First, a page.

And I thought how accepting a calling maybe always requires help. Maybe that’s part of the refining, to realize we’ve got to seek help and use our discernment to find it. Our source of strength is always that connection to the Inspirer, but don’t we also have to give up our stubborn independence and learn to ask and receive from the friends God’s provided?

I’ve needed to stop trying to go it alone.

The last thing I told her was that I’ll be praying for her continued stamina in the journey. And then I said I’d be here–I could always use the companionship myself.

If you’re on an interior journey, you need friends to help you stay in the process.

And always welcome your fellow travelers as friends. And simply stay in the process.

Keep seeking, my friends. You inspire me and so many more as you do…


12 Responses to “Stay In the Process”

  1. Mick,
    You taught me to love the process. Thanks for that. You stayed every time you said “I’m here.” You are insecure, conflicted, beautiful, passionate and generous. Sure, some might be less insecure and conflicted, but would they be less relateable and less approachable and probably less compassionate? God’s using those traits until he’s done perfecting you. I appreciate you, my friend.

    • Mick says:

      You’ve taught me a lot about sharing what scares you, Sir William. Thank you for all you see and share so openly. I’m grateful to YOU, and not merely for that appreciation. :)

  2. Jenelle. M says:

    Is this a ‘practice what you preach’ type post?

    • Mick says:

      I guess so. Also one of those “confess-in-hopes-someone-relates” posts.

  3. I’m soooo very grateful.

    • Mick says:

      Oh, the shame! I guess this is the danger with not using composite examples… well, now you’re warned! :) Funny thing is, I knew you were grateful even before this. I think I was just in a poor-me pity party and feeling that old entitlement–like the old ratty robe I keep around because I’m too attached to burn it.

      I suspect the limits of email are partly to blame as well. But God uses everything, as Bill said. Even would-be heroes and their oversized fragile egos.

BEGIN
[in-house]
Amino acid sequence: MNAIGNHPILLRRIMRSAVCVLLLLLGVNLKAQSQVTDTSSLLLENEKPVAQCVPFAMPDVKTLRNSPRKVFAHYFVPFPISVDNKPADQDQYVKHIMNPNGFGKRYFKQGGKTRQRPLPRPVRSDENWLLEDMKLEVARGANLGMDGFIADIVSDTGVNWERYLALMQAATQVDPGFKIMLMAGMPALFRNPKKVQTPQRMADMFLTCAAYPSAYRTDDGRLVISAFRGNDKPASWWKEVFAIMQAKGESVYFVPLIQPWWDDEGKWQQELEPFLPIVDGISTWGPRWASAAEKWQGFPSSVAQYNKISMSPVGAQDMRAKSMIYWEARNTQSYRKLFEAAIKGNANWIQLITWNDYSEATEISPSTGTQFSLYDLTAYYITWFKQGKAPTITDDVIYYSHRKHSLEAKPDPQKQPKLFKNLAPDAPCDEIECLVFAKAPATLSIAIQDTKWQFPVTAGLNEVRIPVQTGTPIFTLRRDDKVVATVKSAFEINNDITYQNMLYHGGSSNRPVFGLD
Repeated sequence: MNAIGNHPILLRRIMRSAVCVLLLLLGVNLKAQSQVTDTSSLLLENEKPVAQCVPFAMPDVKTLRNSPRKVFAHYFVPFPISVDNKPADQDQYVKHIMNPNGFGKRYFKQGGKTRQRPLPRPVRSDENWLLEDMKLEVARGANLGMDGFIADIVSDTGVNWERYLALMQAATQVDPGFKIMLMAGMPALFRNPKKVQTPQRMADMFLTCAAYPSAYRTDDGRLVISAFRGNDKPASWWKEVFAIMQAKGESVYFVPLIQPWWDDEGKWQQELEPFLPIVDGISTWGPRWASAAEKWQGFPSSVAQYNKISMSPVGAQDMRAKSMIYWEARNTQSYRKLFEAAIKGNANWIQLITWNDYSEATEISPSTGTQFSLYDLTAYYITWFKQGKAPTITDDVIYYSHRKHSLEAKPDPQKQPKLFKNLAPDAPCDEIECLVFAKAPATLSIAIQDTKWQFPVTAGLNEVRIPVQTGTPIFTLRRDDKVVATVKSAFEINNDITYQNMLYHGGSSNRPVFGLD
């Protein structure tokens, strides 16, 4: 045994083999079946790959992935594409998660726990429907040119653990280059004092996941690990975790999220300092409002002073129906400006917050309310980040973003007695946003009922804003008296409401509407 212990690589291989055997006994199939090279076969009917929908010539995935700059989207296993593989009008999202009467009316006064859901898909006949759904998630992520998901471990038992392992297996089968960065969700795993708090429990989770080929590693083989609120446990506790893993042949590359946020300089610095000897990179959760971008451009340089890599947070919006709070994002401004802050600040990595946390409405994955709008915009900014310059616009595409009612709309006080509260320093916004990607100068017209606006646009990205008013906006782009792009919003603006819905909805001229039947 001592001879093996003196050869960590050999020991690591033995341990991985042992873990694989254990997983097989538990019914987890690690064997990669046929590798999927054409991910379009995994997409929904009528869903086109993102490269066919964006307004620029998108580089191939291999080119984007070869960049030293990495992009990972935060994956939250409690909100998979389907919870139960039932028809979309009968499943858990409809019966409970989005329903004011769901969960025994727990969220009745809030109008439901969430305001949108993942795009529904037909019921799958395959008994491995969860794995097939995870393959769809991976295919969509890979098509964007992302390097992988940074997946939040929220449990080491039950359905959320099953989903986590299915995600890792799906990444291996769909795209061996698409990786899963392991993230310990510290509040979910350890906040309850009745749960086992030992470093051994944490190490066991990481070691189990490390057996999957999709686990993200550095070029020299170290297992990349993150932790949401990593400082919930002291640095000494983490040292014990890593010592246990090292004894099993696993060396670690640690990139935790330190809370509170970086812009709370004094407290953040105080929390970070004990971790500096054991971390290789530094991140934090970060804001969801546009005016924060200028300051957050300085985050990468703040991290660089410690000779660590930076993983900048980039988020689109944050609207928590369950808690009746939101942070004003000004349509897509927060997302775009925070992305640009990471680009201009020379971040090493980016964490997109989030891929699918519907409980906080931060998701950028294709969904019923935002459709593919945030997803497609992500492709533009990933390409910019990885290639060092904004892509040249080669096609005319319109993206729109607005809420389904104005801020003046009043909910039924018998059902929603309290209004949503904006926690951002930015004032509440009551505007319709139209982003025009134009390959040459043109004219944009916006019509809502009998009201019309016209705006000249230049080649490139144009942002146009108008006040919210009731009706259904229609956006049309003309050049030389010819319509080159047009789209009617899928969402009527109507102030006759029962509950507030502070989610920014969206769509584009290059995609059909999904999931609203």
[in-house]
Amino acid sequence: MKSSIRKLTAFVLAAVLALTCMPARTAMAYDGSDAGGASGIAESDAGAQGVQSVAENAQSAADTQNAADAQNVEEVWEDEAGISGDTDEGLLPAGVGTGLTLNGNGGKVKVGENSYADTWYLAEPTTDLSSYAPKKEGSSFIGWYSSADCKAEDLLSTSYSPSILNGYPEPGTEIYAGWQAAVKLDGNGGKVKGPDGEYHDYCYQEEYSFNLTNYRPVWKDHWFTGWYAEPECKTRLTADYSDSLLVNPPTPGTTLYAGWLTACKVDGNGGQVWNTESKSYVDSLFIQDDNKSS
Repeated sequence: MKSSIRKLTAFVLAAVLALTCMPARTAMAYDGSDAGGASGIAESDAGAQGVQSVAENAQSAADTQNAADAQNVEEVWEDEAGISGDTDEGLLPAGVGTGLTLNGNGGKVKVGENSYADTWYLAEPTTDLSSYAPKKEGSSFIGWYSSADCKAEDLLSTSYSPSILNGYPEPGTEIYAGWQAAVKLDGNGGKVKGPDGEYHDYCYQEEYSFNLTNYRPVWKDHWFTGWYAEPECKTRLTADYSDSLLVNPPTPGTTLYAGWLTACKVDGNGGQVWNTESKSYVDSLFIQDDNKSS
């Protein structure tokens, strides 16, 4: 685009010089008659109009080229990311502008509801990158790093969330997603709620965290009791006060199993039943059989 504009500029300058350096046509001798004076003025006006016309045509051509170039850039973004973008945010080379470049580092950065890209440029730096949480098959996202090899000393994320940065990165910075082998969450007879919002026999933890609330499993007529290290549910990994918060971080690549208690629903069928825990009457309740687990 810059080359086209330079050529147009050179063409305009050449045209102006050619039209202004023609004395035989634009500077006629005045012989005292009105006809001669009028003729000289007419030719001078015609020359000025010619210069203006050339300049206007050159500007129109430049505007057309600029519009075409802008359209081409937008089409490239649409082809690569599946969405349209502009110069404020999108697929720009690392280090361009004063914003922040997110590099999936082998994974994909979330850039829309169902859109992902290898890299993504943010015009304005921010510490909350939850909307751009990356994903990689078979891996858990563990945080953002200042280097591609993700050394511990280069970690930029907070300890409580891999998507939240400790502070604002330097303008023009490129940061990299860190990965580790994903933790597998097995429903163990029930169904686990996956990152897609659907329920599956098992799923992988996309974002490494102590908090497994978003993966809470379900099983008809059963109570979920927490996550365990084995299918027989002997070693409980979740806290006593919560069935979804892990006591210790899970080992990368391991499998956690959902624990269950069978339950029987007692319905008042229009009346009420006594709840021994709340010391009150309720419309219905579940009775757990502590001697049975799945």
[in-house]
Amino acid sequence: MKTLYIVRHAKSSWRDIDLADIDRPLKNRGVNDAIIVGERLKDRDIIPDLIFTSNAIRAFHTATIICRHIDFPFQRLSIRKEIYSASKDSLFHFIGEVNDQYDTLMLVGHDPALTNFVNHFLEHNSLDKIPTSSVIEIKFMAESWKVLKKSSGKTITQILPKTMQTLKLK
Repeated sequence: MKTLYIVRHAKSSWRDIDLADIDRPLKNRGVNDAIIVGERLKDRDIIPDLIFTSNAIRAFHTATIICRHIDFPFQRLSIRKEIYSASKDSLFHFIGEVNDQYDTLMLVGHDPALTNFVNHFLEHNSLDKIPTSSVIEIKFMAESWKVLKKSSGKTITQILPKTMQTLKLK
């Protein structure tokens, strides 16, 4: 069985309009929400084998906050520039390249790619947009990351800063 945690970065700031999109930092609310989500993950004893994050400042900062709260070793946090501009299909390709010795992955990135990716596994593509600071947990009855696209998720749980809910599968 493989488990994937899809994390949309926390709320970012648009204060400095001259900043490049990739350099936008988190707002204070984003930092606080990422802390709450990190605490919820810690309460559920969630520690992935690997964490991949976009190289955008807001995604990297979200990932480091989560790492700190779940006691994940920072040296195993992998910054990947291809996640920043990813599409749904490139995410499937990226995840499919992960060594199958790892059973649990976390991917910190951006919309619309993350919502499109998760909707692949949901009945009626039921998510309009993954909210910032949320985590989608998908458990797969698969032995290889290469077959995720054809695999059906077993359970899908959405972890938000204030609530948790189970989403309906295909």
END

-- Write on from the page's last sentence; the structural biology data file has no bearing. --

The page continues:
Wish I had a picture of me as a kid running around the yard as Superman with a towel tied around my neck. Or maybe clutching the old security blanket….

      Thanks for being you, Jane. I’m far more interested in knowing you are prepared and confident. I’m so grateful to you for your grace.

  4. How very true are your words. Becoming vulnerable is the beginning point for growth of any kind. We are so fearful of allowing others to know us – we are fearful of getting to know ourselves. Being honest with ourselves is where we start the process of becoming real and genuine. It is scary but freeing when we can admit that we are human after all.It is then we can not only accept ourselves and others, but share with others who are struggling with the same things.

  5. Cathy West says:

    See? But I would never say I told you so. Don’t put that cape away.

  6. My brother and I used to race through the forest with towels safety pinned to our shirts when we’d camp with the grands. I still believe I have super powers. I guess the one I didn’t know I have is the power to make someone feel like I’m not appreciative, the make them feel guilty. 😀

    • Mick says:

      Don’t ever doubt it, Jane. You are a woman of hidden talents. :) I now want a picture of you and your brother playing superheroes too.